The late Nelson Mandela once said, “There can be no keener revelation of a society’s soul than the way in which it treats its children”. The world watched with a mixture of shock and intrigue as the Mandela clan played out their squabbles in public months before his death. We were at a loss when the nonagenarian passed on; and witnessed through the media as the drama and tense relations between family members persisted.
Our fixation with that family grew increasingly as Tata’s last will and testament was publicly read, opening it up to scrutiny; the discourse naturally spilling into the social media sphere.
Drafting one’s last will and testament is probably the most sensible exercise any of us can undertake in our lifetime. But it remains one of those things that people neglect. It really is funny how a piece of legal documentation can be interpreted as a measure of how the deceased loved each one of those left behind as opposed to one that could be instrumental in averting possible conflict over assets.
That, of course, is an ideal situation. In reality, wills can be manipulated and contested by those with vested interest in the deceased’s estate, which can result in long drawn out legal battles. The contents may also be changed by the testator to reflect their emotional state in terms of their relationship with any of the beneficiaries. Who can forget the infamous family dispute over oil magnate J. Howard Marshall II’s $ 1.6 billion estate by his wife Anna Nicole Smith and son, E. Pierce Marshall?
Judging by the responses on social networks on half of Mandela’s estate being left to his surviving partner, his wife Graça Machel and sensationalist reporting on Winnie “getting nothing”– many weren’t happy. To exacerbate the situation, Machel’s children (and step-children) benefitted from Tata’s estate. One has to ask; what is wrong with that? Surely when they say sa gago ke sa me- Sa me ke sa gago (What’s mine is yours) in reference to the institution of marriage, then it couldn’t have been done more pragmatically?
Writing on the Challenges of Step-families, Linda Schaefer states that, “the problems of a second [or third] marriage are more complicated, since more people, relationships, feelings, attitudes, and beliefs are involved.”
Look, let’s not sugar-coat anything- raising step-children is tricky. I recall a conversation with a good friend of mine who was raised by a single mother. He grew up having men who weren’t his father around him. One, in particular wanted to be “the man of the house” and what resulted was a tug-of-war in the home; an experience that has negatively affected how my friend relates to relationships and the prospects of raising someone else’s child.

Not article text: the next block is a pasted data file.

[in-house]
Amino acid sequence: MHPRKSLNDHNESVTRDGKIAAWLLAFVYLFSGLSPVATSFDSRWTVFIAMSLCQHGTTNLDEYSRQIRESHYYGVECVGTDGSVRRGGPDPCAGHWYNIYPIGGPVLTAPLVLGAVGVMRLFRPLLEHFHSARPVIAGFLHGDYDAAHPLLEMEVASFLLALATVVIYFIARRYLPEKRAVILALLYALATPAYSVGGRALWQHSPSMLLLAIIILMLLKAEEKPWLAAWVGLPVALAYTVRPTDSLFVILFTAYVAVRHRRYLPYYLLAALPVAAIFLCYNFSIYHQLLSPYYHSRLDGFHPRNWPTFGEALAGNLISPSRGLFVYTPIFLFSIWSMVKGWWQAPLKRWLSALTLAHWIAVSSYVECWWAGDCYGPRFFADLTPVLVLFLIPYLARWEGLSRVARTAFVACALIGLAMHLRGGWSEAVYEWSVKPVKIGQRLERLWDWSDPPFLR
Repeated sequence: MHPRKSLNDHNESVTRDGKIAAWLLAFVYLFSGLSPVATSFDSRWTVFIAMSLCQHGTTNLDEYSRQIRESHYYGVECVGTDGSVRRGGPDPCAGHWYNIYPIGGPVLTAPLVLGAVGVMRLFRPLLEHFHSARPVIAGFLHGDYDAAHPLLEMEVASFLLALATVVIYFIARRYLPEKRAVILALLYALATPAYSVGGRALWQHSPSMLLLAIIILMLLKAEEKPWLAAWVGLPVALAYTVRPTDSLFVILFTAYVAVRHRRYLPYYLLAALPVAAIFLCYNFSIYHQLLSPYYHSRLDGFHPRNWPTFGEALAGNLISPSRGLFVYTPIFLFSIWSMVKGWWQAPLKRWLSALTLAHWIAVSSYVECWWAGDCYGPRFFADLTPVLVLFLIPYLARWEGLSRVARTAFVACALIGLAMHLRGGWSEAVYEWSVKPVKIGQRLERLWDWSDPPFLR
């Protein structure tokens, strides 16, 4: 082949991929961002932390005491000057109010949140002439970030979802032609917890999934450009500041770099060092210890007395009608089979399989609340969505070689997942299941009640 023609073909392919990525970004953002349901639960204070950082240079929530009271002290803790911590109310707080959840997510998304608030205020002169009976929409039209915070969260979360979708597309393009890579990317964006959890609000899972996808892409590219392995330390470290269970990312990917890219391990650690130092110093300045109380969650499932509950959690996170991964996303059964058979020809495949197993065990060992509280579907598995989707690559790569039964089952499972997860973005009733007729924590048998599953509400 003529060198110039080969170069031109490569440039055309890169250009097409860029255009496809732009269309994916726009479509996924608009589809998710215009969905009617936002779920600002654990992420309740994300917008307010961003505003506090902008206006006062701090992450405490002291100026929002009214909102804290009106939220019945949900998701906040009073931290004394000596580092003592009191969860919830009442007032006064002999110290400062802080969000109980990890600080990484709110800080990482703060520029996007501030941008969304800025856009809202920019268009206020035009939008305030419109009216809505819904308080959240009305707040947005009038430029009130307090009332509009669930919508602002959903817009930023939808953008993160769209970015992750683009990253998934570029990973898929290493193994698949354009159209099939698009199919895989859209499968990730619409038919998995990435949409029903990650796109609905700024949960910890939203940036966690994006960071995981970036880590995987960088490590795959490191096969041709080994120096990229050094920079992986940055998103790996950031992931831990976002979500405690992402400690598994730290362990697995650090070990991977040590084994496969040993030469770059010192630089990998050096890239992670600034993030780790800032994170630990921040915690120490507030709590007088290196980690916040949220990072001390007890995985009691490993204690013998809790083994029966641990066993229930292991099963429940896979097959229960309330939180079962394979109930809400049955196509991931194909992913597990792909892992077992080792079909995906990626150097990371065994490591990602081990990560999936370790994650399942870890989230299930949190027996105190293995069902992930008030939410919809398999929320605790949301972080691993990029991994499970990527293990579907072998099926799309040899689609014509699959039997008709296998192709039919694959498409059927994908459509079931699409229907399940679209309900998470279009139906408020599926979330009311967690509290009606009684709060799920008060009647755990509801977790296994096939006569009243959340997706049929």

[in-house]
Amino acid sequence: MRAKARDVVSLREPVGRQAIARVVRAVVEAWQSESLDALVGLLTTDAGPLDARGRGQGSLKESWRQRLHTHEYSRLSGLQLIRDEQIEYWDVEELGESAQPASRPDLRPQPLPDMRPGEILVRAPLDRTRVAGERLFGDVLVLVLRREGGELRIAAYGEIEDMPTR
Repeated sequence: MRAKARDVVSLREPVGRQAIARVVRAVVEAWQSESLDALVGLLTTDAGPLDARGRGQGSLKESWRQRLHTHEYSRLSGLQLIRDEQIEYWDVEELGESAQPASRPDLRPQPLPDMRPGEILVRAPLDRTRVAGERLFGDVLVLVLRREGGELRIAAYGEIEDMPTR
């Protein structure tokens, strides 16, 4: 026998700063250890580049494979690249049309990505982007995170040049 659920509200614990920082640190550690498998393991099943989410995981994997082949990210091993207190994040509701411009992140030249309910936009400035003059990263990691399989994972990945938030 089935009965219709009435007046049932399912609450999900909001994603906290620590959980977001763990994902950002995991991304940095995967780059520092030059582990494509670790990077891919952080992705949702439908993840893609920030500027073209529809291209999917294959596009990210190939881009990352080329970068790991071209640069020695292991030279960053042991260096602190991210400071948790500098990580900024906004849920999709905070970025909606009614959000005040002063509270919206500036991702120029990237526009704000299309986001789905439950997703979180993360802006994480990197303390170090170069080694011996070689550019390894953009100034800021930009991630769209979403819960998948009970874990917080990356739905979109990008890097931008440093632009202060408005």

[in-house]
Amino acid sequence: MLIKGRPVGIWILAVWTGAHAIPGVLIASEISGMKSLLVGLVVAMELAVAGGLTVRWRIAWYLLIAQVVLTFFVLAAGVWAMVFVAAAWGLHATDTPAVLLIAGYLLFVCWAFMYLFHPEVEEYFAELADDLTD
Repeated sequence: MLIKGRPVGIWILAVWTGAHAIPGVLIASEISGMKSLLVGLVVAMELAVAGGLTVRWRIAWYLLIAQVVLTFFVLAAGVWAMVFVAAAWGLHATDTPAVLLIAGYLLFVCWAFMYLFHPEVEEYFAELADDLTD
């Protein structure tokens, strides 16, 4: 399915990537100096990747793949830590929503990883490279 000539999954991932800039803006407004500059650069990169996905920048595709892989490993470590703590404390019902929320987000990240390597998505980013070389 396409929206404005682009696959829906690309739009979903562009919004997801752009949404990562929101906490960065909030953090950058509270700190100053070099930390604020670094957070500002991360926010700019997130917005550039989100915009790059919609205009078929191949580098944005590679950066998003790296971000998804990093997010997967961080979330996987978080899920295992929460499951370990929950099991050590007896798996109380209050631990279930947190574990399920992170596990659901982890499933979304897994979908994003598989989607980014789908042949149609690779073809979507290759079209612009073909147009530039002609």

For those presented with step-parenting, it can mean either having their attempts at affection thrown back in their faces or having to face entrenched expectations that the child will be mistreated anyway because of the absence of a biological bond. I find it rather peculiar that the same society that can decry constant threats to children’s livelihoods, including abuse of all kinds, is one that deems it okay –without reservation-for someone to exclude his spouse’s children (by default, his children) from his estate.
What does this reveal about the “soul” of our society? Sometimes, it seems we merely take three steps forward and five steps backwards. We decry all these injustices and far-reaching consequences of children not being brought up in a loving and sheltered environment. Yet it is clear that we are the very monster we detest; we are comfortable with that.
The perpetuation of the unspoken perception that step- or adopted children are second-class individuals who should be grateful that they even get an ounce of affection at all is tragic. “There are men [and women] making a valuable contribution to the lives of children in South Africa, even when they are not their biological children”, writes Izzy Rawlins.
As in his living years, one continues to draw lessons from Tata, even in mortality. Doing the juggling act of re-asserting one’s love for his biological children against assuring step-children of their place in the family can’t be an easy feat- for anyone. I reckon that a lot of us missed the lesson there-which is more of a question than a set of ready-made answers: How much of yourself are you willing to give to others without expecting anything in return?